This battle’s premises lead us to conclude that it will track the Second Vatican Council’s battle. In his last meeting with the Roman clergy, Benedict XVI spoke about a Council of the media and a real Council. Id est, about the Council as the media conceived it, according to a well-defined agenda, and about what really happened during the Council’s talks.
The contents of high-level meetings have been shared with ever more transparency in recent times, in order to avoid a Council-of-the-media effect. This is the reason why the synod of bishops had put together an impeccable structure for communications. Bishops’ statements,prepared in advance, were released at the end of the day and translated into five languages. Naturally, the synodal discussion was kept private, to favor spontaneity and open discussion. However, its atmospherics were described in four different languages to journalists.
Pope Francis’ decision to set a more informal tone for the synod recalls the times of the Council, with its well prepared discussions,but its contents not publicly released; and to the attempts by some Conciliar father to influence the likelihood of having one or another thesis prevail, by leaking documents to journalists.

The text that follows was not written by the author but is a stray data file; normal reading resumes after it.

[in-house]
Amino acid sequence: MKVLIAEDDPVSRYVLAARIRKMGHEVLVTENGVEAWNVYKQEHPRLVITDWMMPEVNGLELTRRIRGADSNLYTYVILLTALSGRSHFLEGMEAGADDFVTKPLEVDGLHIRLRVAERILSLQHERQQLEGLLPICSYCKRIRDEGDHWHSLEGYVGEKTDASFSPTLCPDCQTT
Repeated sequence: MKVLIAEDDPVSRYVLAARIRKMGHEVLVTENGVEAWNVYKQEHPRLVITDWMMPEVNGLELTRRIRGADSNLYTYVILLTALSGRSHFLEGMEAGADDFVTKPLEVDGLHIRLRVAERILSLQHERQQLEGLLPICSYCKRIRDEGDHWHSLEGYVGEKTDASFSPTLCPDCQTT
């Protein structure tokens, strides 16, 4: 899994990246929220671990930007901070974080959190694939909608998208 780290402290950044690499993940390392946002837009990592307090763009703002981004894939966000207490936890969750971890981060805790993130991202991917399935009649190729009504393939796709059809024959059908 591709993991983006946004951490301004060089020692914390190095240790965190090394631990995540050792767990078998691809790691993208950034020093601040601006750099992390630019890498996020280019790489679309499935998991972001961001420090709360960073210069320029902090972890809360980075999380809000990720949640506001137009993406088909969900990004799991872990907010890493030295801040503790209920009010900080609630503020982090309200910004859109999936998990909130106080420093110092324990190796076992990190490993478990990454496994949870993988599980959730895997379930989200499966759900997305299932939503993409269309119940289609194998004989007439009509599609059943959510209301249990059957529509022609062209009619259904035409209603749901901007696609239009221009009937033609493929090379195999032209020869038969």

The Council of the media was born this way. Today, we risk having a synod of the media and a real synod. On the “real side,” prelates have already started working to advocate for their positions. A book, “Remaining in truth”, decidedly opposes the way Kasper set the stage for the discussion of family during the consistory, especially the preferential option for mercy which would bring about a greater likelihood ofallowing divorcees who have remarried to access Communion.
The book contains essays by five cardinals, and it is noteworthy that one of them is Cardinal Gerhard Ludwig Mueller, Prefect of the Congregation for the Doctrine of the Faith. Mueller has also addressed at length the issue of the family in an interview-book.
This is evidence that the synodal fight has already begun, and its outcome is not predictable.
The Synod of bishops will offer the first real testing ground to Pope Francis. Does the Pope aims at a real change? Or is he just trying to recall the spirit of the Council with the hope of uncovering again the prophecy that renewed the Church?